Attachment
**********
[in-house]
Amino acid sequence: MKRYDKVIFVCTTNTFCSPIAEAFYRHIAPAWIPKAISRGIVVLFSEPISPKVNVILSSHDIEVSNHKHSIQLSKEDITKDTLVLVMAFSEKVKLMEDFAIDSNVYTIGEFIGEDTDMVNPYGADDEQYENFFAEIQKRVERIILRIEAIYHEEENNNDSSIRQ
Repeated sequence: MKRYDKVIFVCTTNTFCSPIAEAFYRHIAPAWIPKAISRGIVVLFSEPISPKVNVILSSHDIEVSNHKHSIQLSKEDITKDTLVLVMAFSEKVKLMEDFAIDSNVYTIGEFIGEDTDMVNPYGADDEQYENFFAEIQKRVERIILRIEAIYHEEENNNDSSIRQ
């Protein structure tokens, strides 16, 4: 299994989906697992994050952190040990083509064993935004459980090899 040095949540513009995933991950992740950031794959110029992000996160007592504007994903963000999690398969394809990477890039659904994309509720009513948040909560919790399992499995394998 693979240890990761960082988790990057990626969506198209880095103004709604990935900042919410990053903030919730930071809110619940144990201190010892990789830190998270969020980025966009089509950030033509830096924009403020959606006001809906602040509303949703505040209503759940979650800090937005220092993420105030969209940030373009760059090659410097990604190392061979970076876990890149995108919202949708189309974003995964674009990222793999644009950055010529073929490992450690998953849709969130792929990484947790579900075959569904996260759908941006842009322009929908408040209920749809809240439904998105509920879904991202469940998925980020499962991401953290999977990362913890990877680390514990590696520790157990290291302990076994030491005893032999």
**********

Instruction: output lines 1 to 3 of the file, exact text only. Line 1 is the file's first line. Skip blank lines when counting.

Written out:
[in-house]
Amino acid sequence: MKRYDKVIFVCTTNTFCSPIAEAFYRHIAPAWIPKAISRGIVVLFSEPISPKVNVILSSHDIEVSNHKHSIQLSKEDITKDTLVLVMAFSEKVKLMEDFAIDSNVYTIGEFIGEDTDMVNPYGADDEQYENFFAEIQKRVERIILRIEAIYHEEENNNDSSIRQ
Repeated sequence: MKRYDKVIFVCTTNTFCSPIAEAFYRHIAPAWIPKAISRGIVVLFSEPISPKVNVILSSHDIEVSNHKHSIQLSKEDITKDTLVLVMAFSEKVKLMEDFAIDSNVYTIGEFIGEDTDMVNPYGADDEQYENFFAEIQKRVERIILRIEAIYHEEENNNDSSIRQ